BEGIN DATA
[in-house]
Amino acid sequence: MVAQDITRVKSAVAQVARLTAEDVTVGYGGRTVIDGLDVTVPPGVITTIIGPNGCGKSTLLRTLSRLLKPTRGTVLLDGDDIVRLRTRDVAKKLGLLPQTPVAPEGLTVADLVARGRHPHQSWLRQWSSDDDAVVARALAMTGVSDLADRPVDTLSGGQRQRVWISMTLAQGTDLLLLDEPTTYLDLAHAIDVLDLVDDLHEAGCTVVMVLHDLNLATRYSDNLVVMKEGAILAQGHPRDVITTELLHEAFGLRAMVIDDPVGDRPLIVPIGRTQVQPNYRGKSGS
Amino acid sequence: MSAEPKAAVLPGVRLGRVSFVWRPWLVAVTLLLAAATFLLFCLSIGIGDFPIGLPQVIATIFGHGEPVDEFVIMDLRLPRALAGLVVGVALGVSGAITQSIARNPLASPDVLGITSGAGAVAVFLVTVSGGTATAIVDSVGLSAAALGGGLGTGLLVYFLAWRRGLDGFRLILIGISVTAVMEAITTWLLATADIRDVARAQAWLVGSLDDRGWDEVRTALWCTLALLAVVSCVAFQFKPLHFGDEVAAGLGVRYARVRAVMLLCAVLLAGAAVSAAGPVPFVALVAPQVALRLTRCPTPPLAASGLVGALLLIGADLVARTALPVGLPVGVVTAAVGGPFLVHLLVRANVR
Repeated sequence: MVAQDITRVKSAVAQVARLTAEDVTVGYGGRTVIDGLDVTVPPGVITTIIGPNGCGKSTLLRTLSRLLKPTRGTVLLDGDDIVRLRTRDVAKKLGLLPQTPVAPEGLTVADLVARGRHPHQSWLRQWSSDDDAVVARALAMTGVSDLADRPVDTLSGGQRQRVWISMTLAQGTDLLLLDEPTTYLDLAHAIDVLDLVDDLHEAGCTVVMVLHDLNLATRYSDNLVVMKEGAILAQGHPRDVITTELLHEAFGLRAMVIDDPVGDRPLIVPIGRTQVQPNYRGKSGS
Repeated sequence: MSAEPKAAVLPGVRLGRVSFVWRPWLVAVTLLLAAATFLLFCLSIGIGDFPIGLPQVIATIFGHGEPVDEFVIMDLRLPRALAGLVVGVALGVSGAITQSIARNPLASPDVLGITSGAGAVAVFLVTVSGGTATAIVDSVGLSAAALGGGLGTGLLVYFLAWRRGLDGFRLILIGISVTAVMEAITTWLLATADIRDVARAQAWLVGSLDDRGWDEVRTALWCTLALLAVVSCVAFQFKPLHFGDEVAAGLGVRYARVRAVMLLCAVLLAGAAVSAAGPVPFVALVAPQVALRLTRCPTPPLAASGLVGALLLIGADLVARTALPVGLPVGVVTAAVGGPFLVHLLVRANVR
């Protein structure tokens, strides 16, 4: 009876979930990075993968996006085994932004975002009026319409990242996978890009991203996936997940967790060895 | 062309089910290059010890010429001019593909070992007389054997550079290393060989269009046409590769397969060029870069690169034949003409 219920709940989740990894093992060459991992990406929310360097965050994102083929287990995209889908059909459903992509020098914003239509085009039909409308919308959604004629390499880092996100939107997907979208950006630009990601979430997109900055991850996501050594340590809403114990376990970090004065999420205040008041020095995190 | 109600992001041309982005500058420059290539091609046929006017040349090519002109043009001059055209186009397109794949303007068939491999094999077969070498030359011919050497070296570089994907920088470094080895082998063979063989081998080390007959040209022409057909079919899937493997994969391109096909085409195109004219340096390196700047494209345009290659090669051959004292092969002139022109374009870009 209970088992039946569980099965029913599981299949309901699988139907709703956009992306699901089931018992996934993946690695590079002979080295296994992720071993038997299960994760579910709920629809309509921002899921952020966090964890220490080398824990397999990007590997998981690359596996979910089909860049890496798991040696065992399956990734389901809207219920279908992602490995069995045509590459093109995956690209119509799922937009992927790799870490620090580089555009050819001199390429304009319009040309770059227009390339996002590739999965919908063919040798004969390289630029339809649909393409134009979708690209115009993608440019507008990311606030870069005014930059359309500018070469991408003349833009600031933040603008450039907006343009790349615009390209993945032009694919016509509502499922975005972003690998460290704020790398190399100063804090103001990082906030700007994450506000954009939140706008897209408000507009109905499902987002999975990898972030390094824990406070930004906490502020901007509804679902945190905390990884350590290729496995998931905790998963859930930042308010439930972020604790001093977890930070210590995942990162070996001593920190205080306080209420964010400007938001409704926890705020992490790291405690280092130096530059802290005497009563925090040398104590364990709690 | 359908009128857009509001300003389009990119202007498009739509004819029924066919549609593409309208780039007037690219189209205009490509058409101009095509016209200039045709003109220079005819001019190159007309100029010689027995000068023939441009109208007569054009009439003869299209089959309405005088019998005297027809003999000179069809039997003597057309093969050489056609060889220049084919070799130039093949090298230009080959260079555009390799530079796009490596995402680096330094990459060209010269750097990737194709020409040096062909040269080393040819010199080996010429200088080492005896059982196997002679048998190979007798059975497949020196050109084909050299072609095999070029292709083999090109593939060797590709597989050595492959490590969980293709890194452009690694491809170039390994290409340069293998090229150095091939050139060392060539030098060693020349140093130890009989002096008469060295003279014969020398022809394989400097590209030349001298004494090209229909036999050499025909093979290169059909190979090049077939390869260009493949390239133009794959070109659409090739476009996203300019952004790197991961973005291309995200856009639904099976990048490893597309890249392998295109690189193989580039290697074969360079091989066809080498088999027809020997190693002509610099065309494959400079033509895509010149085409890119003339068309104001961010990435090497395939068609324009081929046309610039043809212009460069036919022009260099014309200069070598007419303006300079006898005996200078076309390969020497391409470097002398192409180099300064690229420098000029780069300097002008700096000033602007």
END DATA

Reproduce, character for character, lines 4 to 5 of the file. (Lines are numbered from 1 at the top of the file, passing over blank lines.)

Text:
Repeated sequence: MVAQDITRVKSAVAQVARLTAEDVTVGYGGRTVIDGLDVTVPPGVITTIIGPNGCGKSTLLRTLSRLLKPTRGTVLLDGDDIVRLRTRDVAKKLGLLPQTPVAPEGLTVADLVARGRHPHQSWLRQWSSDDDAVVARALAMTGVSDLADRPVDTLSGGQRQRVWISMTLAQGTDLLLLDEPTTYLDLAHAIDVLDLVDDLHEAGCTVVMVLHDLNLATRYSDNLVVMKEGAILAQGHPRDVITTELLHEAFGLRAMVIDDPVGDRPLIVPIGRTQVQPNYRGKSGS
Repeated sequence: MSAEPKAAVLPGVRLGRVSFVWRPWLVAVTLLLAAATFLLFCLSIGIGDFPIGLPQVIATIFGHGEPVDEFVIMDLRLPRALAGLVVGVALGVSGAITQSIARNPLASPDVLGITSGAGAVAVFLVTVSGGTATAIVDSVGLSAAALGGGLGTGLLVYFLAWRRGLDGFRLILIGISVTAVMEAITTWLLATADIRDVARAQAWLVGSLDDRGWDEVRTALWCTLALLAVVSCVAFQFKPLHFGDEVAAGLGVRYARVRAVMLLCAVLLAGAAVSAAGPVPFVALVAPQVALRLTRCPTPPLAASGLVGALLLIGADLVARTALPVGLPVGVVTAAVGGPFLVHLLVRANVR